On August 5, 2011, the IRS finally published some guidance for executors of estates of people who died in 2010. Notice 2011-66 explains how these executors can opt-out of the estate tax, and Revenue Procedure 2011-41 explains the special tax rules that apply to assets when executors opt-out of the estate tax.

The estate tax and the Generation-Skipping Transfer (GST) tax were repealed on January 1, 2010; but on December 17, 2010, President Obama signed a law that reinstated them retroactive to January 1, 2010.

This law gave people who died in 2010 a special tax break: executors of 2010 decedents can opt-out of the default estate tax rules. Under the new law, the estate tax rate in 2010 was set at 35% and the exemption was $5 million. This is the same as it now is for 2011 and 2012. This second method of estate tax has one main benefit: assets received from a decedent are generally stepped-up to fair market value under Internal Revenue Code §1014whereas if the executor chooses to opt-out, there is generally no step-up in basis.

To remain with the default estate tax rules, executors file the form they always filed for taxable estates: Form 706, United States Estate (and Generation-Skipping Transfer) Tax Return. On August 1, 2011, the IRS finally published draft instructions for Form 706. These instructions inform executors that for decedents dying after December 31, 2009 and before December 17, 2010, the due date for Form 706 is September 19, 2011.

Executors of 2010 decedents can opt-out of the default estate tax rules by filing a special form: Form 8939, Allocation of Increase in Basis for Property Acquired from a Decedent. Opting-out of the estate tax also means opting-out of the stepped-up basis rule under IRC §1014 and opting-in to the modified carryover basis rule under IRC §1022.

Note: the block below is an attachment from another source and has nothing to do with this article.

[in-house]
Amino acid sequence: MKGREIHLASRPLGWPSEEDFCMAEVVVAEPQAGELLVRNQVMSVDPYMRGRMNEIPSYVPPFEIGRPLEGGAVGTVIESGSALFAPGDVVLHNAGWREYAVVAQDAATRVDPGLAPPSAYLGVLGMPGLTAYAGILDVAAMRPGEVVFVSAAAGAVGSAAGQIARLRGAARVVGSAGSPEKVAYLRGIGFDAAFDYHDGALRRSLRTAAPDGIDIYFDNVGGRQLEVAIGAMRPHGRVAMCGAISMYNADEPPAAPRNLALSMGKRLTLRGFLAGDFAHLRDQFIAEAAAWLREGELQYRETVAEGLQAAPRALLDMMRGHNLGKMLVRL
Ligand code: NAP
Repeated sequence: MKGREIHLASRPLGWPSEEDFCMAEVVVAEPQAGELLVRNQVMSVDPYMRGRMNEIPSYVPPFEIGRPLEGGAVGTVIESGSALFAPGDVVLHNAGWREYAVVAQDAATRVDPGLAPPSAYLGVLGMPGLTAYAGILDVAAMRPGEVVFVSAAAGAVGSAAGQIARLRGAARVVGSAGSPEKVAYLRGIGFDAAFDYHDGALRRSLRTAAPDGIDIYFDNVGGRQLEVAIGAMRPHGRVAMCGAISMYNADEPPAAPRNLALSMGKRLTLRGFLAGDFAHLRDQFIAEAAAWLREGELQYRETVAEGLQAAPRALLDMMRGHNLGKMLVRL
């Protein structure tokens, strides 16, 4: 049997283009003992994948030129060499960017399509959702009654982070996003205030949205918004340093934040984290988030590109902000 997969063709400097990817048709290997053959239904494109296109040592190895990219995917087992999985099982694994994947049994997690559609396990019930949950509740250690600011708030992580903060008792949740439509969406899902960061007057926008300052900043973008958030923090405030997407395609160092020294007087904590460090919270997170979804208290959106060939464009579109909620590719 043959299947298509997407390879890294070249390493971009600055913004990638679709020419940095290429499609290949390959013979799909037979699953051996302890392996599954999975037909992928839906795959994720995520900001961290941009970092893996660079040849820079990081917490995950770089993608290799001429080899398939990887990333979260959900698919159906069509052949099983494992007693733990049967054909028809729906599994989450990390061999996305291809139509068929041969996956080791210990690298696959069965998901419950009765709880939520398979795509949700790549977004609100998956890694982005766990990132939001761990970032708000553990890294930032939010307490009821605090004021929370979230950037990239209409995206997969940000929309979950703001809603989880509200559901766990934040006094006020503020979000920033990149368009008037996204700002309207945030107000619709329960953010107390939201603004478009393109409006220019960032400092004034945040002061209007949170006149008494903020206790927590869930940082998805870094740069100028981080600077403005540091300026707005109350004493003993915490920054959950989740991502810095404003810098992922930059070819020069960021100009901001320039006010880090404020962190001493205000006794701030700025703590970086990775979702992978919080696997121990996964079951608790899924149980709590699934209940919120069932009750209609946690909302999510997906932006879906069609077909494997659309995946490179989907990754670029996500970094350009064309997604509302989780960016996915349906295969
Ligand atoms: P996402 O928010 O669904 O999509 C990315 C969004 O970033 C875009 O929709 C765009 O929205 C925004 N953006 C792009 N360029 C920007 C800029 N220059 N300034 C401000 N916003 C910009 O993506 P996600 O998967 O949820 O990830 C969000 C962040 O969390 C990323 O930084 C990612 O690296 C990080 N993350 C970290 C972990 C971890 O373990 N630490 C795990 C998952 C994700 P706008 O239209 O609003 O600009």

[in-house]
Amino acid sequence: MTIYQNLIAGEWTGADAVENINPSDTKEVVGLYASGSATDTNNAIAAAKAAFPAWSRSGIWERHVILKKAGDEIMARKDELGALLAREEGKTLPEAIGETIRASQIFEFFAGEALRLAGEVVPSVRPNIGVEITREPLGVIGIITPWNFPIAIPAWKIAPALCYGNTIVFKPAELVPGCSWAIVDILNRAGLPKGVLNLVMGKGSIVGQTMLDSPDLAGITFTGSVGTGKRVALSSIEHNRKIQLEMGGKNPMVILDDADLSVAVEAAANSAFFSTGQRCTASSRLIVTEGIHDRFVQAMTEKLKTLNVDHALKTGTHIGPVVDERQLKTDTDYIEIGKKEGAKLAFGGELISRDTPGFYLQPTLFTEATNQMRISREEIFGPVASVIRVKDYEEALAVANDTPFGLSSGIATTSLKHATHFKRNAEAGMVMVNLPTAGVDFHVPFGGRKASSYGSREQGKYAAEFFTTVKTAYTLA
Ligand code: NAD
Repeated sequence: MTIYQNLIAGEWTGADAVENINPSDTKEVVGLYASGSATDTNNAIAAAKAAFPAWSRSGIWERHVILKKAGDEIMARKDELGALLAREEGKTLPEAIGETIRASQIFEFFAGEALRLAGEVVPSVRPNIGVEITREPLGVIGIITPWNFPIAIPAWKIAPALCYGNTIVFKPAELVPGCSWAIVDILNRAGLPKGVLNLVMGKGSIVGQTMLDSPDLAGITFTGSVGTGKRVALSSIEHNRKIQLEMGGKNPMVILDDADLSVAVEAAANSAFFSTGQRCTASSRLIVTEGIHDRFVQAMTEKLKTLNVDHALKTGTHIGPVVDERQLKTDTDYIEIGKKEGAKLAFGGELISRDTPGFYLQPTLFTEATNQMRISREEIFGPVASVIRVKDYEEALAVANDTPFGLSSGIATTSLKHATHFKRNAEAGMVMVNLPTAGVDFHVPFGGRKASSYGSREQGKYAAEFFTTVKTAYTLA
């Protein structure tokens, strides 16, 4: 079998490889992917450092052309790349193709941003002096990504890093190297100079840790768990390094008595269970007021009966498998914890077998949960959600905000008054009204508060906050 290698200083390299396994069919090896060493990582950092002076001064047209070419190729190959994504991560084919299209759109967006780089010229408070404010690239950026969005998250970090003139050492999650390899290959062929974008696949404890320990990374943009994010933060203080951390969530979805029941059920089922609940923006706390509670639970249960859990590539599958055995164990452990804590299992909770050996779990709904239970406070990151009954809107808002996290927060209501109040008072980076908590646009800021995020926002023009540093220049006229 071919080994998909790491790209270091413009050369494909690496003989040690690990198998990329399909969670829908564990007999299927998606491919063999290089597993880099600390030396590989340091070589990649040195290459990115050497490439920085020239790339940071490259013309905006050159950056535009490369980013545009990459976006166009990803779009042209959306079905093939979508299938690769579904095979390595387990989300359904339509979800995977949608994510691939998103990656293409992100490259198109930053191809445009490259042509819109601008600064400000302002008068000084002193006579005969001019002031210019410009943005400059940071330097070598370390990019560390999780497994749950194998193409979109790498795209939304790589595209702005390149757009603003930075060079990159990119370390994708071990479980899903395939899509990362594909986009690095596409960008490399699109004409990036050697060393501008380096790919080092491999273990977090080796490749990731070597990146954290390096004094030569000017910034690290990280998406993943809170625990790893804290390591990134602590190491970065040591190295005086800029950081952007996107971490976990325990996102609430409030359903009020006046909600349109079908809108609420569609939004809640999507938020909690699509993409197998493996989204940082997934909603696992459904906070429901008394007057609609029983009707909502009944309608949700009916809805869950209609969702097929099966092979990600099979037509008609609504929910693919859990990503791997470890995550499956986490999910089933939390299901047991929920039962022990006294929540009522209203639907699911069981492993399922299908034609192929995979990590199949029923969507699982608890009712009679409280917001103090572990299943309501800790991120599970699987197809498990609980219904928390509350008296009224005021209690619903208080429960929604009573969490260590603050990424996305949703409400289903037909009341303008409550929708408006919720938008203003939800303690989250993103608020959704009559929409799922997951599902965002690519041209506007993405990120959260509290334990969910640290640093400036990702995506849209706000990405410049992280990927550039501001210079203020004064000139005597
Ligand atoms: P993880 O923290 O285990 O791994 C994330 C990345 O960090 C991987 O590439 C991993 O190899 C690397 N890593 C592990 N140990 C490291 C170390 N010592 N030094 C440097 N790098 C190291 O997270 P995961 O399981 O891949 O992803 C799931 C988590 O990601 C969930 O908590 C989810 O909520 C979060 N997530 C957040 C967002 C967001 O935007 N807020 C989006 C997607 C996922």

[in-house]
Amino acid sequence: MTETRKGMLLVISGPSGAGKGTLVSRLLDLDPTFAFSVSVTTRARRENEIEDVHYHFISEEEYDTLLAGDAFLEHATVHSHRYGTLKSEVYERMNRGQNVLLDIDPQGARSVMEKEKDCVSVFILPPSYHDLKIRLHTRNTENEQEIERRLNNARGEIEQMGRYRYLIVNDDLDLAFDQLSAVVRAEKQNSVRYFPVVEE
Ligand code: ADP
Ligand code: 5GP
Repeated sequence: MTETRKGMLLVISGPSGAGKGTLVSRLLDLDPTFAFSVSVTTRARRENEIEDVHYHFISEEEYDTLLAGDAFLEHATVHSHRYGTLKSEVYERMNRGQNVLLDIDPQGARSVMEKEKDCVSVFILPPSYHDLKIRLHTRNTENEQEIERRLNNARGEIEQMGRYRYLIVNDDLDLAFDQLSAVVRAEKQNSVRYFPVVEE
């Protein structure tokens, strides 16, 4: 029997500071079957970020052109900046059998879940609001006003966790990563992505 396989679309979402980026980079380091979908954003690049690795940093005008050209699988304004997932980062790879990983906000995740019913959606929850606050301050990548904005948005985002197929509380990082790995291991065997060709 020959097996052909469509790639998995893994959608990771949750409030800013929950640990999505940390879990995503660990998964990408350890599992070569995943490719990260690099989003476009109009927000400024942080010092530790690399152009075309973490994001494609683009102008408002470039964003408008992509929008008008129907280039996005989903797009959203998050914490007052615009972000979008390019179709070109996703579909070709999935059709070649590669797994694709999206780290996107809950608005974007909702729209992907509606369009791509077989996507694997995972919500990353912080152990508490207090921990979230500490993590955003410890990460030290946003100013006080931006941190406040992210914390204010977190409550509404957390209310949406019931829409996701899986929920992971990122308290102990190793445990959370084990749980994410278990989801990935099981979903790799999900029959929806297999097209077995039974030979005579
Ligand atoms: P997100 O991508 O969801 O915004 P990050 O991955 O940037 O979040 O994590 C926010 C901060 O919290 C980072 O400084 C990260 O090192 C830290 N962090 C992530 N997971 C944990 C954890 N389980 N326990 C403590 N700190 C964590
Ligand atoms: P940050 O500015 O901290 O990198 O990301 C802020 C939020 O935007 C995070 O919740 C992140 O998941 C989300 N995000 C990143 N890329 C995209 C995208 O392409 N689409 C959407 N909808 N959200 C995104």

Carryover basis generally means that assets keep the same basis — the basis in the hands of the decedent “carries over” to the recipient. IRC §1022 modifies this carryover basis rule, because it allows executors to step-up the basis of some assets. Executors can allocate a $1.3 million step-up in basis to assets passing to any person. Executors can allocate an additional $3 million step-up in basis to assets passing either in trust or outright to a surviving spouse. In Revenue Procedure 2011-41, the IRS provides a safe harbor for making these basis allocations.

The IRS estimates that 7,000 executors of estates who died in 2010 will make the Section 1022 Election and thus will be required to file Form 8939. The big question for the executors is what was the total assets (greater than $5 million) in the estate versus what was the capital gain on those assets. If the potential estate tax is greater than the potential capital gains tax, the executor should opt-out so there would be no estate tax. Speaking to a knowledgeable accountant or trust and estates attorney should help answer that question.